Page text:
How that child never got bitten will always be a mystery to me. It’s not a risk you should take, even if your dog is usually tolerant.
Then, there are those zoomies. An overexcited Boxer isn’t aware of his own ability to harm small children, and kids are super-good at exciting dogs!
Let’s just sum this up by saying you shouldn’t leave children who aren’t old enough to be responsible for their actions alone with your Boxer.
Boxer Aggression: Boxers And Other Animals
It’s always wise to remember that Boxers were originally bred to be fighting or working dogs often used for guarding purposes.
That history is long past, but it does mean that you have to be aware of the Boxer’s potential for developing aggression toward other animals.
Once again, socialization from puppyhood will be key, but even with that in place, you may need to be careful.
A well-socialized Boxer is usually fine with other dogs, but in certain situations, particularly ones in which dominance is challenged or your Boxer perceives a threat, things can rapidly go wrong.
In general, it’s not advised to keep Boxers with other dogs of the same sex. They’re more likely to have a battle for who will be in charge.
As for any pet that might take fright and run away, that’s a sure trigger for the hunting instinct. If it runs, give chase!
Obedience and socialization training are both important in having a dog you can trust – regardless of breed. In Boxers, the focus should be even greater.
What Makes Boxers Aggressive?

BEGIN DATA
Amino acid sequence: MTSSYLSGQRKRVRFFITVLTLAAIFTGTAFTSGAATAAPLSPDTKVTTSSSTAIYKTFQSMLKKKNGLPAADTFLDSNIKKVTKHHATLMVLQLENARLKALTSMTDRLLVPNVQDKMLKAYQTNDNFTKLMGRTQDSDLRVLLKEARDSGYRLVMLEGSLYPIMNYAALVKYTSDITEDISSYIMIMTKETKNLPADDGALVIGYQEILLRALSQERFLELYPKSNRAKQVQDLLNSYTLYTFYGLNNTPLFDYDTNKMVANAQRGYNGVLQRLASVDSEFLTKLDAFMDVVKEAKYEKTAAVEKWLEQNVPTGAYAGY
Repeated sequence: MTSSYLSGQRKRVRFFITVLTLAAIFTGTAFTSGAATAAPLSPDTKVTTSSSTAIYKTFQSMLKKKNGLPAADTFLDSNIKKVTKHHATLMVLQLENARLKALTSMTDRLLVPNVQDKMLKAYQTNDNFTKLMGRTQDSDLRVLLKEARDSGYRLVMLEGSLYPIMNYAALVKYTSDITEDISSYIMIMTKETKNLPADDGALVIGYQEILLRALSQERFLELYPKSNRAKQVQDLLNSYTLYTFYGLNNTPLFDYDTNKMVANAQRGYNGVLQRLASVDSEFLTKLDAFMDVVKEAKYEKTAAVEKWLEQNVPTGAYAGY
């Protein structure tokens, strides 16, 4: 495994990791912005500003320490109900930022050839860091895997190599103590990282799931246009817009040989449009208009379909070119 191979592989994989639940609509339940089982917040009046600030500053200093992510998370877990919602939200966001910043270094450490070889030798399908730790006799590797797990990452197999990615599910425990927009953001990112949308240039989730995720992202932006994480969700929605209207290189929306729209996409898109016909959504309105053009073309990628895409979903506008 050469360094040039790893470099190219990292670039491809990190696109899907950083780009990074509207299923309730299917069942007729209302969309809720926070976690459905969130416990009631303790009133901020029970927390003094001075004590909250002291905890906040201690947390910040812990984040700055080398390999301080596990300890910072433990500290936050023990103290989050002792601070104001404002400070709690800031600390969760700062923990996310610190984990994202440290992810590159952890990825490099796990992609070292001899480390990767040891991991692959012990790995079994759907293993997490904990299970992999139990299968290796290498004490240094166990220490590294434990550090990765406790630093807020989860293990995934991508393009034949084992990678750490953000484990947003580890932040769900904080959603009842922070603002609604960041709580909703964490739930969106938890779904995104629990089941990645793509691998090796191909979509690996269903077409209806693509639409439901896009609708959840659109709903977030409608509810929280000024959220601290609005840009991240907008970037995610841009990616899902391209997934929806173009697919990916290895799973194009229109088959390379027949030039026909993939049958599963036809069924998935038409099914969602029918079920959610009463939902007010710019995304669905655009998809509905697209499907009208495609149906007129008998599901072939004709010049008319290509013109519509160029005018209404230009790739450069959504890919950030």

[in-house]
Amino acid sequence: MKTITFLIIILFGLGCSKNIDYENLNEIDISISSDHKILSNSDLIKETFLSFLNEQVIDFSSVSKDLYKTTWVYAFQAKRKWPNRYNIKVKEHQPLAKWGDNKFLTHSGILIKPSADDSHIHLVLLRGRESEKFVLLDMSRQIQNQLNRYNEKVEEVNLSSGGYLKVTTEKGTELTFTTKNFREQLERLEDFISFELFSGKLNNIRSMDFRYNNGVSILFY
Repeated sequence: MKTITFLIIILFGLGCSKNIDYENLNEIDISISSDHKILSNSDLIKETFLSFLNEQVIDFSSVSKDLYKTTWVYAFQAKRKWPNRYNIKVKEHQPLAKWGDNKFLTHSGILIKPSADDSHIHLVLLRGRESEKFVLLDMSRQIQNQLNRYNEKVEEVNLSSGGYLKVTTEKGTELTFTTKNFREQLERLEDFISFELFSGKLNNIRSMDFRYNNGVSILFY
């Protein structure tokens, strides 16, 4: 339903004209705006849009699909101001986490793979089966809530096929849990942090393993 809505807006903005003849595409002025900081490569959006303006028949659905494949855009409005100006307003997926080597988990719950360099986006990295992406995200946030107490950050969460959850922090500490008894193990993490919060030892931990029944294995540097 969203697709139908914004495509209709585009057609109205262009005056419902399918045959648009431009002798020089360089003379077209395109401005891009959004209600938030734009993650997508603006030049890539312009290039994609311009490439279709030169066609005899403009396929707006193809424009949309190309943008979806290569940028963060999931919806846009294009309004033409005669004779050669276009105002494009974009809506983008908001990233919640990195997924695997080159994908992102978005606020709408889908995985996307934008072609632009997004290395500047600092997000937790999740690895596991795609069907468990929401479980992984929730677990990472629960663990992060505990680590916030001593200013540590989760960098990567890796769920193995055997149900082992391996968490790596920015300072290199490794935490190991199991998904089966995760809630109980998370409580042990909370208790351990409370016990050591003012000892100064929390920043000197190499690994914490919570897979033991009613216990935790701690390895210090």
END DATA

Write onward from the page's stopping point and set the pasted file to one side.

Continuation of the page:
Most Boxers aren’t extremely aggressive, and you should be very careful about trying to “make” a dog aggressive.
If protection is what you want, your Boxer is naturally adjusted to identify and neutralize threats – you don’t have to make him aggressive and unsafe to be with just because you want a good guard dog.
And, because you want your Boxer to be a safe family dog as well as a good guard dog, there will be certain situations in which you should be on your guard.
Dominance: Boxers like to be in charge. Watch out for situations in which your Boxer’s dominance might be threatened by other dogs.
At the same time, teach them that you and your family are in charge. This will help you to control your dog when the need arises.
Fear: When a Boxer is afraid, it will work to neutralize the threat. If that means being aggressive, it will go all-out.
Monitor your dog when he is in unfamiliar situations, and take him to a safe place to calm down if he seems to be panicking.
Poor management: If you’re not in charge of your dog as pack leader, your Boxer will take the lead.
This could include behaving aggressively. Simple things like telling your dog to sit before you feed him or having your dinner before he gets his food say that you’re in charge.
Past experiences: Know your Boxer’s history. Even a rescued Boxer from an abusive background can become a relaxed family pet, but it does take time.
If you know what negative experiences your dog has had in the past, you can try to create positive experiences to counter them. Be patient and vigiliant.